Here are some more Display articles from around the web:
- Asus ProArt PA249Q 24″ AH-IPS LCD Monitor @ eTeknix
- Nixeus VUE 30: 30" 2560x1600 IPS Monitor @ AnandTech
- Vizio M501D-A2R Review @ TechReviewSource
- SilverStone ARM11SC Arm One Monitor Mount @ Phoronix
Subject: Displays | July 30, 2013 - 05:42 PM | Jeremy Hellstrom
Tagged: Lenovo, thinkvision, ips display, LT3053p
The Lenovo ThinkVision LT3053p is an 30" IPS LED backlit display with a 2560×1600 resolution and a hefty price tag of around $1500. For that price you do get some interesting input choices including a mobile high definition link port, which looks like an HDMI input except for the MHL label as well as both DisplayPort 1.2 in and an DP 1.2 out to allow you to daisy chain another monitor to the Lenovo. As well a single USB 2.0 and four USB 3.0 ports were installed, including a dedicated charging port like is seen on many laptops now on the market. For professionals this monitor is able to display 30bit colour and 99% Adobe RGB gamut. Benchmark Reviews also demonstrated how the monitor can be split and accept sources from two different computers and have a mouse and keyboard hooked up directly so that it can act as a sort of KVM switch. The features are interesting but it is hard to get over the sticker shock.
"In the past year or so flat panel monitor prices have entered free-fall, with massive 27″ displays widely available for under $300. Given that, why would anyone even consider spending over $1,500 on a somewhat larger 30″ display? Lenovo has lent Benchmark Reviews one of their ThinkVision LT3053p units to review, so let’s see what all that extra money buys you."
Here are some more Display articles from around the web:
- ASUS PQ321Q UltraHD Monitor Review: Living with a 31.5-inch 4K Desktop Display @ AnandTech
- Asus VG248QE Review @ TechReviewSource
- Dell UltraSharp U2913WM @ Hardware.info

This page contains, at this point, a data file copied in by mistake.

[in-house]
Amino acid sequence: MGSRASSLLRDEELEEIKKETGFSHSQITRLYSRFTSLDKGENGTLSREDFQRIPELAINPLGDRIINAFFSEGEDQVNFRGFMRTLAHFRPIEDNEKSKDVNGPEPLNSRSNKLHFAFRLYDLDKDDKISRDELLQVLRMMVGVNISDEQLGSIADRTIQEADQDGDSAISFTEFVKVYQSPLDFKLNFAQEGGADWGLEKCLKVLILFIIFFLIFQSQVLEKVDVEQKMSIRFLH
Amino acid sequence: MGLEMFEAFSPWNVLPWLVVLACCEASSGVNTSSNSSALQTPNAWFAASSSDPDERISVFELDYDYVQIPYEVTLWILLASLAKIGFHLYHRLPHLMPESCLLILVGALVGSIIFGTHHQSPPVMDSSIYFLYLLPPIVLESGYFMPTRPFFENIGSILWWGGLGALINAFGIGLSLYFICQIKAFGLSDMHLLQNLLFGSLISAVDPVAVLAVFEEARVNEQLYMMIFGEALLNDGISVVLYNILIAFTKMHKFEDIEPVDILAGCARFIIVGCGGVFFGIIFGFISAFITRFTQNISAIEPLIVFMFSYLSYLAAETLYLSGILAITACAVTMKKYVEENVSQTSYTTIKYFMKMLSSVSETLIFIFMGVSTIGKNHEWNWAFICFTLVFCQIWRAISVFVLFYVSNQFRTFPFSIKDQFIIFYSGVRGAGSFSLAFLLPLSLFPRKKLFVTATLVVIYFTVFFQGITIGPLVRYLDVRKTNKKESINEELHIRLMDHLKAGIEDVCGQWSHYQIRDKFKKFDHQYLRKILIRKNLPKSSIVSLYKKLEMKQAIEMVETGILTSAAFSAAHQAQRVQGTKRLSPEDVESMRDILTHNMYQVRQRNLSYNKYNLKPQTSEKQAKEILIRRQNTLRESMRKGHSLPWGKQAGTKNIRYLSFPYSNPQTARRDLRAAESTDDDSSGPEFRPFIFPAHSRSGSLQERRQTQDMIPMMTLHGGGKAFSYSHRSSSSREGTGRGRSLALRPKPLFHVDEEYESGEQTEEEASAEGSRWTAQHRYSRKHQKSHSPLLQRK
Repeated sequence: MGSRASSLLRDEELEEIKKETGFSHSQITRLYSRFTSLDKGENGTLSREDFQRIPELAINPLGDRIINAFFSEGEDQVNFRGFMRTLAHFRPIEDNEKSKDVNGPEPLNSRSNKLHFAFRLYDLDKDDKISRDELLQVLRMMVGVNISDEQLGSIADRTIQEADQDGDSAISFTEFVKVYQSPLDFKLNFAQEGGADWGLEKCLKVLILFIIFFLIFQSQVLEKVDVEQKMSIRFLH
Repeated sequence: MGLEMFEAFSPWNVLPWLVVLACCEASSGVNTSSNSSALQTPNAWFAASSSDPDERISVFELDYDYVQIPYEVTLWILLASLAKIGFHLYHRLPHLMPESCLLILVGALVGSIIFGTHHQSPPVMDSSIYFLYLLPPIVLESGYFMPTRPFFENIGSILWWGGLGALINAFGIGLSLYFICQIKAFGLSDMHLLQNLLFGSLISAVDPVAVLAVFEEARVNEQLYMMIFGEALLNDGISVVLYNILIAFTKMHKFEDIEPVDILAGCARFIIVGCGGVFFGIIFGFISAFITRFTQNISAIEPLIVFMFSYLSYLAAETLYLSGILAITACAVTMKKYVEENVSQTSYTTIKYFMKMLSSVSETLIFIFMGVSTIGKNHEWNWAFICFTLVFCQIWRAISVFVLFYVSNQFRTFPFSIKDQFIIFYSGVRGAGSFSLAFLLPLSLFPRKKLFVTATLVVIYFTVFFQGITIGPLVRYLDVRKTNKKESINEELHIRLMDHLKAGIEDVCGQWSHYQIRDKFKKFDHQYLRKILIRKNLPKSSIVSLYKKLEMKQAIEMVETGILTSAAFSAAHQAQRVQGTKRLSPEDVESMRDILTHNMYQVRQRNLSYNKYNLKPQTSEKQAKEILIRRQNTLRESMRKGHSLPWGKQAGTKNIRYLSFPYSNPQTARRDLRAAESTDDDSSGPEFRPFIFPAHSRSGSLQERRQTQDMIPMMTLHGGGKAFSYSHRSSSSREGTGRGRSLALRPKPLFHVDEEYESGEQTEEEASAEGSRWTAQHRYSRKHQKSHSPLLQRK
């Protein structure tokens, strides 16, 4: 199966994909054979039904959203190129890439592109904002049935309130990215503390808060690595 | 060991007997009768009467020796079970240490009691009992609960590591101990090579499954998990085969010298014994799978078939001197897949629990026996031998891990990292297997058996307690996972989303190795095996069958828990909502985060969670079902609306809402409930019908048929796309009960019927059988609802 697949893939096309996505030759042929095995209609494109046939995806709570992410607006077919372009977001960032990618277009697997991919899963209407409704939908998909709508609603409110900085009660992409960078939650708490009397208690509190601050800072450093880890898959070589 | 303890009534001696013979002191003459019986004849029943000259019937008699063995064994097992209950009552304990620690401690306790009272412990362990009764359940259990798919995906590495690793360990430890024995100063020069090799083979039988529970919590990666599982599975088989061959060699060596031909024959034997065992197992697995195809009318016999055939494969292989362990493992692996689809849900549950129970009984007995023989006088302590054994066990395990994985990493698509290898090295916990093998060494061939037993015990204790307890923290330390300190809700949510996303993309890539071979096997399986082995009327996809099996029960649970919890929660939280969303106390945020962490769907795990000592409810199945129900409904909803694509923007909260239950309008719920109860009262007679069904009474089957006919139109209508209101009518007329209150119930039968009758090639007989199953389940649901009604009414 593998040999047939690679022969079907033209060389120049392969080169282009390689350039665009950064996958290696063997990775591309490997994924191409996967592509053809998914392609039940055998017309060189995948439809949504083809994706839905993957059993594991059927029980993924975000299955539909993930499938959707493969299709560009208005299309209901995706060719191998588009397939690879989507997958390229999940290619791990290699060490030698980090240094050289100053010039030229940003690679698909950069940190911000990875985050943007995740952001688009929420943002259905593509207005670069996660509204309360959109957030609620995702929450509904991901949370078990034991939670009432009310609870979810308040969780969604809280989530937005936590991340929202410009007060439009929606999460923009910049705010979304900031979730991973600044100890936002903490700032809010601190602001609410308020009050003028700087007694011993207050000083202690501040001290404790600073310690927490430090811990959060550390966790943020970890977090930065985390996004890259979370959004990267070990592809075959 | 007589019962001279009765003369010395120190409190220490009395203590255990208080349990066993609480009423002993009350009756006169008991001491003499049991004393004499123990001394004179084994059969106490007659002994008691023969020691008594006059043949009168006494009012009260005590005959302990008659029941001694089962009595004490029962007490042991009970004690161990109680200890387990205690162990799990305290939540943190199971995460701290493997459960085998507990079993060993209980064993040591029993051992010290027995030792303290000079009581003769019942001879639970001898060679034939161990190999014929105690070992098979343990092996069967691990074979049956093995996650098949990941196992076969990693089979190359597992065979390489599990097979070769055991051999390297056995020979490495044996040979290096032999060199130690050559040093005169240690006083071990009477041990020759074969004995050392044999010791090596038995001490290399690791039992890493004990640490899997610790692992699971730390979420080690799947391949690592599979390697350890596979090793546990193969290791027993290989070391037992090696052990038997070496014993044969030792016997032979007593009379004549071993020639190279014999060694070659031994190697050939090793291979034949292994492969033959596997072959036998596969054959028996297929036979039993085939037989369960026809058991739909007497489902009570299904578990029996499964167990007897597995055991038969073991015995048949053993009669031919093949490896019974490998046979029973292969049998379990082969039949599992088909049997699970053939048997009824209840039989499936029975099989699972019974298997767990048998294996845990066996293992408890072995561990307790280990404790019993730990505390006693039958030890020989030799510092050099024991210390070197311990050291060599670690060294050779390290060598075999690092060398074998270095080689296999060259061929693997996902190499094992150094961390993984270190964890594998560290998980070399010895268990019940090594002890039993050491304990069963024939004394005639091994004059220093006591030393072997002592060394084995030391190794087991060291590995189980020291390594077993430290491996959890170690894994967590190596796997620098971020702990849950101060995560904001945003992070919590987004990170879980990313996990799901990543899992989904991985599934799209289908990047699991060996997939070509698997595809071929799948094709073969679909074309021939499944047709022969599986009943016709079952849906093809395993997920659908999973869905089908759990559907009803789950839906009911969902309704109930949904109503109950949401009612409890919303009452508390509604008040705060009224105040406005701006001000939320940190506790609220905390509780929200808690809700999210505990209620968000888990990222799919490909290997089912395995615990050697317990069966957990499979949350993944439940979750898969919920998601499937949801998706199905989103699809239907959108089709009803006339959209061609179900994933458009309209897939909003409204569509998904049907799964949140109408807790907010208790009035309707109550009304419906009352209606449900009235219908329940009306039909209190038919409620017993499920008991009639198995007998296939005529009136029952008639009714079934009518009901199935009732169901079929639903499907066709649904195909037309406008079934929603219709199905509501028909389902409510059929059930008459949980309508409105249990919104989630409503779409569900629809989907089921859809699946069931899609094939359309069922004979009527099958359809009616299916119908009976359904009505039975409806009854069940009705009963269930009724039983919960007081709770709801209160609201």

- Samsung LS24C750 @ Hardawre.info
- HP Envy 27 Review @ TechReviewSource
- Panasonic TC-L55ET60 Review @ TechReviewSource
- Panasonic TC-L55DT60 Review @ TechReviewSource
- Sony KD-55X9005: first affordable UHD 4K TV @ Hardware.info
- LG 55LA8600 Review @ TechReviewSource
Subject: General Tech, Graphics Cards, Displays | July 25, 2013 - 07:32 PM | Scott Michaud
Tagged: eyefinity, crossfire, 4k
Sharp recently sampled a few of their 32" 4K monitors to Microsoft's Extreme Windows. The blog, known for editorializing what enthusiasts can do with Microsoft products, combined three 3840 x 2160 monitors into a 3x1 Eyefinity configuration at 60 Hz; the screen, itself, measures about 7 feet diagonally. This configuration, unlike the already-supported three-display 30 Hz and single-display 60Hz 4K modes, required AMD to develop a customized driver before Sharp's repo-team reclaimed their $15,000 worth of monitors.
They had a day until their door was to be knocked.
The system, three Radeon HD 7970s in Crossfire, successfully drove... they were playing Dirt 3, by the way... the three monitors at 60 Hz with between 62 and 70, of software recorded, FPS. 11,520 x 2160, at 60 Hz, requires 1.5 billion colors to be calculated within a second of animation; that is 1.5 gigapixels. Ignore, for a moment, stutter caused by including Crossfire with an Eyefinity setup. Every calculation, whether properly drawn to the monitor or not is, and must be, performed; 1.5 gigapixels is impressive and an accomplishment for Radeon hardware.